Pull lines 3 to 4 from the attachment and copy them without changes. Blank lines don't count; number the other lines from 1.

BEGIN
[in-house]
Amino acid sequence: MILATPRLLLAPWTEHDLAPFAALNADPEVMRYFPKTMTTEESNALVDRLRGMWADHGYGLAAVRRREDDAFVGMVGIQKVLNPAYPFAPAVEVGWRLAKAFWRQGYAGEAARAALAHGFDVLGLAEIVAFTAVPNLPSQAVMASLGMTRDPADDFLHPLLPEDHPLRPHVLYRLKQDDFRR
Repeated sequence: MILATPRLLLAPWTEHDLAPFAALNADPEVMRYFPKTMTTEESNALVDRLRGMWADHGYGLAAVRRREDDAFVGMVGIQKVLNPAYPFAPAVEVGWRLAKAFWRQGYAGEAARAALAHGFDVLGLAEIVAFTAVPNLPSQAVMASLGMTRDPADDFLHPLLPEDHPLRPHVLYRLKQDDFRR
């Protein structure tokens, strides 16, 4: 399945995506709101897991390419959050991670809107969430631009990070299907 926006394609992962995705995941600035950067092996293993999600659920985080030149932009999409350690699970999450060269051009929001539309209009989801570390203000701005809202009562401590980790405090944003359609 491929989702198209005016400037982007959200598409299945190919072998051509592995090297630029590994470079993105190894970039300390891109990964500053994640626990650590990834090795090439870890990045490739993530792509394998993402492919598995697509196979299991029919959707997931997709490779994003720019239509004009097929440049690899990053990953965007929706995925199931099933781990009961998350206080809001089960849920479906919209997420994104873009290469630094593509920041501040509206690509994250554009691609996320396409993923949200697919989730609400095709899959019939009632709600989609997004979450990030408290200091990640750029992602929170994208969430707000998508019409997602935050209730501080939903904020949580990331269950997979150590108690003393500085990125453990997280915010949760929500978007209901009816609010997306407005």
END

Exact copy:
Repeated sequence: MILATPRLLLAPWTEHDLAPFAALNADPEVMRYFPKTMTTEESNALVDRLRGMWADHGYGLAAVRRREDDAFVGMVGIQKVLNPAYPFAPAVEVGWRLAKAFWRQGYAGEAARAALAHGFDVLGLAEIVAFTAVPNLPSQAVMASLGMTRDPADDFLHPLLPEDHPLRPHVLYRLKQDDFRR
């Protein structure tokens, strides 16, 4: 399945995506709101897991390419959050991670809107969430631009990070299907 926006394609992962995705995941600035950067092996293993999600659920985080030149932009999409350690699970999450060269051009929001539309209009989801570390203000701005809202009562401590980790405090944003359609 491929989702198209005016400037982007959200598409299945190919072998051509592995090297630029590994470079993105190894970039300390891109990964500053994640626990650590990834090795090439870890990045490739993530792509394998993402492919598995697509196979299991029919959707997931997709490779994003720019239509004009097929440049690899990053990953965007929706995925199931099933781990009961998350206080809001089960849920479906919209997420994104873009290469630094593509920041501040509206690509994250554009691609996320396409993923949200697919989730609400095709899959019939009632709600989609997004979450990030408290200091990640750029992602929170994208969430707000998508019409997602935050209730501080939903904020949580990331269950997979150590108690003393500085990125453990997280915010949760929500978007209901009816609010997306407005």